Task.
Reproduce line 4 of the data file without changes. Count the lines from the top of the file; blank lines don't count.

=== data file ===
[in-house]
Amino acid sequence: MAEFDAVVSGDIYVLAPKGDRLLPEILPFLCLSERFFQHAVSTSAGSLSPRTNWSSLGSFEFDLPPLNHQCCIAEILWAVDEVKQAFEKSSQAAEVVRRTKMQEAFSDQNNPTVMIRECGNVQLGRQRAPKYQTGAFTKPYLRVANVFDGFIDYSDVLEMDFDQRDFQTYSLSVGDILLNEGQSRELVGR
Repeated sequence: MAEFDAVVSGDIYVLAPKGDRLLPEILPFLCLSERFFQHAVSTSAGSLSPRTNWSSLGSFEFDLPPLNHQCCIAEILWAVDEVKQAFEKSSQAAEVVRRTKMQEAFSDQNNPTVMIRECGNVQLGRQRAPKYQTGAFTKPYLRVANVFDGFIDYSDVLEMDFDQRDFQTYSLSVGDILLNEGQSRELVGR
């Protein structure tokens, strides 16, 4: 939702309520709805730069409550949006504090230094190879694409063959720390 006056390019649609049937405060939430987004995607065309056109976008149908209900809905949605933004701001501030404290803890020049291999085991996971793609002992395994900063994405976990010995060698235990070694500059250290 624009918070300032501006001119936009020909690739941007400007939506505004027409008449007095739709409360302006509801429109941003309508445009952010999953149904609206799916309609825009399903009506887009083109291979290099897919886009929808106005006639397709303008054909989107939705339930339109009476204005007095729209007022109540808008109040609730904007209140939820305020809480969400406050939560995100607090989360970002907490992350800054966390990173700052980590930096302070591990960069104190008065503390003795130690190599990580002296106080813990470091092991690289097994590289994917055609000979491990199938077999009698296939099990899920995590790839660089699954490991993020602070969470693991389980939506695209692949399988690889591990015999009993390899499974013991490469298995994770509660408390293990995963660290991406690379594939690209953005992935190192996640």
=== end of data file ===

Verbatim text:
């Protein structure tokens, strides 16, 4: 939702309520709805730069409550949006504090230094190879694409063959720390 006056390019649609049937405060939430987004995607065309056109976008149908209900809905949605933004701001501030404290803890020049291999085991996971793609002992395994900063994405976990010995060698235990070694500059250290 624009918070300032501006001119936009020909690739941007400007939506505004027409008449007095739709409360302006509801429109941003309508445009952010999953149904609206799916309609825009399903009506887009083109291979290099897919886009929808106005006639397709303008054909989107939705339930339109009476204005007095729209007022109540808008109040609730904007209140939820305020809480969400406050939560995100607090989360970002907490992350800054966390990173700052980590930096302070591990960069104190008065503390003795130690190599990580002296106080813990470091092991690289097994590289994917055609000979491990199938077999009698296939099990899920995590790839660089699954490991993020602070969470693991389980939506695209692949399988690889591990015999009993390899499974013991490469298995994770509660408390293990995963660290991406690379594939690209953005992935190192996640």